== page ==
Britain has ordered the closure of the Iranian embassy in London, and told the Iranian ambassador and his staff they have 48 hours to leave the country.
UK Foreign Secretary William Hague accused the Tehran government of backing the invasion of Britain's embassy in the Iranian capital on Tuesday. A violent mob stormed through the building, smashing windows and hurling firebombs three days after the Tehran government downgraded diplomatic ties with Britain and gave the UK ambassador three days to leave Iran.
Local police did not intervene until the building was completely destroyed.
Early Wednesday, Britain ordered its embassy in Iran closed and told British personnel to return home after British Prime Minister David Cameron met with the "crisis Cabinet" -- a group of the country's top security and political officials -- to decide whether to evacuate and leave.
Cameron later told Parliament he had spoken with Britain's ambassador to Iran about the safety of his staff, noting that was the primary concern. "After that, we will consider taking some very tough action in response to this completely appalling and disgraceful behavior by the Iranians," he said.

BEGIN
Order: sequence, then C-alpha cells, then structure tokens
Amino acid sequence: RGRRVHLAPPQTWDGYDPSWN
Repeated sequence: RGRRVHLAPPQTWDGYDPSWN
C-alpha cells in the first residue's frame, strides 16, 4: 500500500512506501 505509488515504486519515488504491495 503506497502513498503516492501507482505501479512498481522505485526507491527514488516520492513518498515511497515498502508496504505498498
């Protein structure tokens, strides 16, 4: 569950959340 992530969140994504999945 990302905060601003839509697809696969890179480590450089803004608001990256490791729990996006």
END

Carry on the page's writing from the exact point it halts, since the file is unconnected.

Hague maintained it was not possible the Iranian government had not given its prior consent for the riot, despite a dutiful apology issued by Tehran.
"The idea that the Iranian authorities could not have protected our embassy or that this assault could have taken place without some degree of regime consent is fanciful," he said.
Norway quickly took the hint, and "temporarily" closed its own embassy in Tehran, citing the "general security situation" as the reason for the decision. Thus far, Norwegian diplomatic staff hve remained in the country.
Both the United States and the United Nations Security Council have also issued statements condemning Iran's actions, which for many have raised the spectre of a possible re-enactment of Iran's 1979 takeover of the U.S. embassy in Tehran.